Larry Fast (3), aka Synergy, specialized in massive synthesizer-based arrangements, as preached on his Electronic Realizations For Rock Orchestra (dec 1974/feb 1975 - may 1975). Perhaps inspired by Mahler's late romantic symphonies and by Gershwin's jazzy orchestrations, Fast frescoed the futuristic soundscapes of Cords (sep 1977/apr 1978 - sep 1978) and Metropolitan Suite (jan/oct 1986 - ? 1987), emphasizing frantic movement and dense noise.
The music on The Story Of i (aug/fall 1975 - ? 1976), by Swiss-born and former Yes keyboardist Patrick Moraz, was similar in scope, although less ambitious. Milestones in orchestral progressive-rock were also the elaborate compositions of Jasun Martz (2): the 44-minute The Pillory, premiered in july 1976 (? 1977/? 1978 - ?1978) and, more than a quarter of a century later, its follow-up, the double-disc seven-movement symphony The Pillory - The Battle (? ?/? 2004 - ? 2005 and ? 2007) recorded by an orchestra of 115 musicians.
Japanese monster-percussionist Stomu Yamashta (1) caused a brief sensation with the solo percussion album Red Buddha (apr 1971 - ? 1971), with the jazz-rock band Come to The Edge, that recorded Floating Music (jan/? 1972 - ? 1972) and with the multi-media show The Man From The East (oct/nov 1972 - ? 1973), but his exotic jazz-rock fusion is better documented by Go (feb 1976 - apr 1976), the super-group formed with keyboardists Klaus Schulze and Steve Winwood, percussionist Michael Shrieve and guitarist Al DiMeola.
Legendary Grateful Dead percussionist Mickey Hart (2) reinvented himself as one of the most brilliant ideologues and mentors of world-music with albums that are dazzling displays of percussions-based music. The album by the Diga Rhythm Band, Diga (end 1975/early 1976 - mar 1976), was one of the first mature fusions of jazz and Indian music, one of the milestones of world-music. After Yamantaka (? 1982 - ? 1983), a collaboration with Henry Wolff and Nancy Hennings on Tibetan bells, and Dafos (oct 1982/mar 1983 - ? 1983), another excursion into jazz, Hart would find a new audience (the new-age audience) with At The Edge (? 1987/? 1990 - aug 1990) that incorporates natural sounds, the orchestral Mystery Box (? 1995 - jun 1996) and the more conventional Supralingua (? 1998 - aug 1998).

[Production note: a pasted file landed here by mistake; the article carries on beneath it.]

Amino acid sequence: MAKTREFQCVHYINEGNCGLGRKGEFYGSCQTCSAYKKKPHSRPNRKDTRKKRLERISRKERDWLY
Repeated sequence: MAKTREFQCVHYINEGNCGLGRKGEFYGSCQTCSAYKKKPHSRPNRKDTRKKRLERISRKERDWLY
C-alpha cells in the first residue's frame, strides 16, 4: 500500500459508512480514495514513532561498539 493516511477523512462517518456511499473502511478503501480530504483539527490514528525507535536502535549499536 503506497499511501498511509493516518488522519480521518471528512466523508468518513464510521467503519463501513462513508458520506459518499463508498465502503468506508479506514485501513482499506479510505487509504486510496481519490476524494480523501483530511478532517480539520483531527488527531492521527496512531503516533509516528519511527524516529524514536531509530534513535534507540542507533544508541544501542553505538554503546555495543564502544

Former Slapp Happy and Henry Cow guitarist
Peter Blegvad (2) recorded the
jazz nonsense lieder of Kew. Rhone. (oct 1976 - mar 1977) and the deviant
pop muzak of King Strut And Other Stories (? 1990 - jul 1990).
Jeff Lynne's Electric Light Orchestra (2) virtually invented "high-tech pop", the idea of arranging catchy refrains with walls of keyboards, lush orchestral arrangements, neo-classical pomp and seductive lyrics. The four lengthy orchestral suites of II (may/oct 1972 - jan 1973) acted as the laboratory to distill the songs of Eldorado (feb/aug 1974 - sep 1974), their melodic zenith. That album, and the more trivial Face The Music (may/jun 1975 - sep 1975) and A New World Record (jul 1976 - oct 1976), led to the tour de force of Out of the Blue (may/aug 1977 - oct 1977) the same way the Beatles' Sgt Pepper led to the White Album.
Supertramp (1) were even more original in blending Yes' pomp-rock, Led Zeppelin's hard-rock, Beach Boys' vocal harmonies, EL&P's neo-classical rock, disco-music and catchy pop refrains. Thanks to its double-keyboard and horns attack, Breakfast In America (may/dec 1978 - mar 1979) ranks among the most original pop albums of the 1970s.
Alan Parsons Project (2), led by a keyboardist who had worked as a sound engineer on the Beatles' Abbey Road and the Pink Floyd's Dark Side Of the Moon, specialized in lushly-arranged, quasi-symphonic, concept albums such as Tales of Mystery and Imagination (aug 1975/jan 1976 - may 1976) and I Robot (jan/mar 1977 - jun 1977), although success would come with the more electronic and more easy-listening sound of Pyramid (sep 1977/feb 1978 - jun 1978) and later works.